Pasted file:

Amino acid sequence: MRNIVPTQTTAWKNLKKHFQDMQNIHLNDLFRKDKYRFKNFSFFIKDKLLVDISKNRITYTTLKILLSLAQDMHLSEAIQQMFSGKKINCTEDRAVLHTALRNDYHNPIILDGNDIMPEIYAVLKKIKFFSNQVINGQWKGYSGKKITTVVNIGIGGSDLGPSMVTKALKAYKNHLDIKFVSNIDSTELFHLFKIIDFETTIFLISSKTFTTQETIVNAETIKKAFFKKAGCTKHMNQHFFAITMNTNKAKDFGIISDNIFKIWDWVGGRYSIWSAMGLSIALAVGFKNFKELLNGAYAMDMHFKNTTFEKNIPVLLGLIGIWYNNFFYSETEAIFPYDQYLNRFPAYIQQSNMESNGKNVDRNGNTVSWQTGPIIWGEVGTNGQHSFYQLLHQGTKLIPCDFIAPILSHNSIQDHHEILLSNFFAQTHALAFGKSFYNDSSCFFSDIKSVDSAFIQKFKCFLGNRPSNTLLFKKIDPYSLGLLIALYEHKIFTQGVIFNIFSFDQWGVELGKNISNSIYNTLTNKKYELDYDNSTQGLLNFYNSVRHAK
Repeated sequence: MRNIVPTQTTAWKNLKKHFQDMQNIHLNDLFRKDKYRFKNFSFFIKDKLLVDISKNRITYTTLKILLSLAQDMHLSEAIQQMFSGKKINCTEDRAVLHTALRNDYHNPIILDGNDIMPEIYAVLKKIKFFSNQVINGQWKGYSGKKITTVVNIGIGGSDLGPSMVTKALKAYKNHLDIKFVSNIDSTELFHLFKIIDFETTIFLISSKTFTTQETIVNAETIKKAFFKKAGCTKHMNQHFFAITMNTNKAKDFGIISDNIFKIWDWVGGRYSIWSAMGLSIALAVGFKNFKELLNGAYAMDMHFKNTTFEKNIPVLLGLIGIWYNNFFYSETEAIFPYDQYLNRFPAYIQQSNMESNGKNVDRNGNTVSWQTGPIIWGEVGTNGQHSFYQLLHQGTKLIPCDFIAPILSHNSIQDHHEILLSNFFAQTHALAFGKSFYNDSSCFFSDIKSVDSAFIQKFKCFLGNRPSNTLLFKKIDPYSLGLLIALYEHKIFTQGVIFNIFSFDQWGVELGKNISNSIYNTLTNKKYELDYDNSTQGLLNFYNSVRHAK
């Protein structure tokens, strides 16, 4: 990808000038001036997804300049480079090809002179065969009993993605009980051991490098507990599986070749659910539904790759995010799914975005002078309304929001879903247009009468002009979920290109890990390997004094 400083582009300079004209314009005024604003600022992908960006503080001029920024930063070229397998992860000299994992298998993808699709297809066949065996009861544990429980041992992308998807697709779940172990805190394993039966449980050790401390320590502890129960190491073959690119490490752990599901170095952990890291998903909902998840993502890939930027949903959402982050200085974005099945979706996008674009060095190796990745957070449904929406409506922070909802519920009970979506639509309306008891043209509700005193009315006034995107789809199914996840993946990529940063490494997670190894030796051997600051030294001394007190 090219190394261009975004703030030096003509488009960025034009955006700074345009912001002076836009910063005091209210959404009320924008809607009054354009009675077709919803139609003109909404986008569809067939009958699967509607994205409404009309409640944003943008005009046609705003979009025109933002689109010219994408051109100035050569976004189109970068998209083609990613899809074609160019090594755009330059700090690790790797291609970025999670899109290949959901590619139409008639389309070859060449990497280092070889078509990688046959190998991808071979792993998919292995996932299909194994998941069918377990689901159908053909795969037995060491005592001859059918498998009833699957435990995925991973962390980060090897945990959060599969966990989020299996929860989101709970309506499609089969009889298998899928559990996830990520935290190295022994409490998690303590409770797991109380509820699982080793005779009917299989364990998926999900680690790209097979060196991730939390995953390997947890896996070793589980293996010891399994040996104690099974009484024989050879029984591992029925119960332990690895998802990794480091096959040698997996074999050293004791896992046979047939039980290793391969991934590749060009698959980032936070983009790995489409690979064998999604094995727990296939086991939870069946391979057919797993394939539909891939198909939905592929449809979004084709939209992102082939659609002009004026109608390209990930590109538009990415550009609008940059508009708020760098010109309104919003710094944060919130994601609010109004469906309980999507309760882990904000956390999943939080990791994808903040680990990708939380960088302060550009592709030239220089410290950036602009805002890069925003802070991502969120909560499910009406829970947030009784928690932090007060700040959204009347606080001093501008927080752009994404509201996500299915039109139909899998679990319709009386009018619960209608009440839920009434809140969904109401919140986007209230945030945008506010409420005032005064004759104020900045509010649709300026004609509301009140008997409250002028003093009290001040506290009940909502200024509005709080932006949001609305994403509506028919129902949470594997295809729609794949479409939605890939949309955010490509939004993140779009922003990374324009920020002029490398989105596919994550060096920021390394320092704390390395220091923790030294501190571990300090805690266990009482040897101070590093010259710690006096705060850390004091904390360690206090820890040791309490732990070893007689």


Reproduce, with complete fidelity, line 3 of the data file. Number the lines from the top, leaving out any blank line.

């Protein structure tokens, strides 16, 4: 990808000038001036997804300049480079090809002179065969009993993605009980051991490098507990599986070749659910539904790759995010799914975005002078309304929001879903247009009468002009979920290109890990390997004094 400083582009300079004209314009005024604003600022992908960006503080001029920024930063070229397998992860000299994992298998993808699709297809066949065996009861544990429980041992992308998807697709779940172990805190394993039966449980050790401390320590502890129960190491073959690119490490752990599901170095952990890291998903909902998840993502890939930027949903959402982050200085974005099945979706996008674009060095190796990745957070449904929406409506922070909802519920009970979506639509309306008891043209509700005193009315006034995107789809199914996840993946990529940063490494997670190894030796051997600051030294001394007190 090219190394261009975004703030030096003509488009960025034009955006700074345009912001002076836009910063005091209210959404009320924008809607009054354009009675077709919803139609003109909404986008569809067939009958699967509607994205409404009309409640944003943008005009046609705003979009025109933002689109010219994408051109100035050569976004189109970068998209083609990613899809074609160019090594755009330059700090690790790797291609970025999670899109290949959901590619139409008639389309070859060449990497280092070889078509990688046959190998991808071979792993998919292995996932299909194994998941069918377990689901159908053909795969037995060491005592001859059918498998009833699957435990995925991973962390980060090897945990959060599969966990989020299996929860989101709970309506499609089969009889298998899928559990996830990520935290190295022994409490998690303590409770797991109380509820699982080793005779009917299989364990998926999900680690790209097979060196991730939390995953390997947890896996070793589980293996010891399994040996104690099974009484024989050879029984591992029925119960332990690895998802990794480091096959040698997996074999050293004791896992046979047939039980290793391969991934590749060009698959980032936070983009790995489409690979064998999604094995727990296939086991939870069946391979057919797993394939539909891939198909939905592929449809979004084709939209992102082939659609002009004026109608390209990930590109538009990415550009609008940059508009708020760098010109309104919003710094944060919130994601609010109004469906309980999507309760882990904000956390999943939080990791994808903040680990990708939380960088302060550009592709030239220089410290950036602009805002890069925003802070991502969120909560499910009406829970947030009784928690932090007060700040959204009347606080001093501008927080752009994404509201996500299915039109139909899998679990319709009386009018619960209608009440839920009434809140969904109401919140986007209230945030945008506010409420005032005064004759104020900045509010649709300026004609509301009140008997409250002028003093009290001040506290009940909502200024509005709080932006949001609305994403509506028919129902949470594997295809729609794949479409939605890939949309955010490509939004993140779009922003990374324009920020002029490398989105596919994550060096920021390394320092704390390395220091923790030294501190571990300090805690266990009482040897101070590093010259710690006096705060850390004091904390360690206090820890040791309490732990070893007689």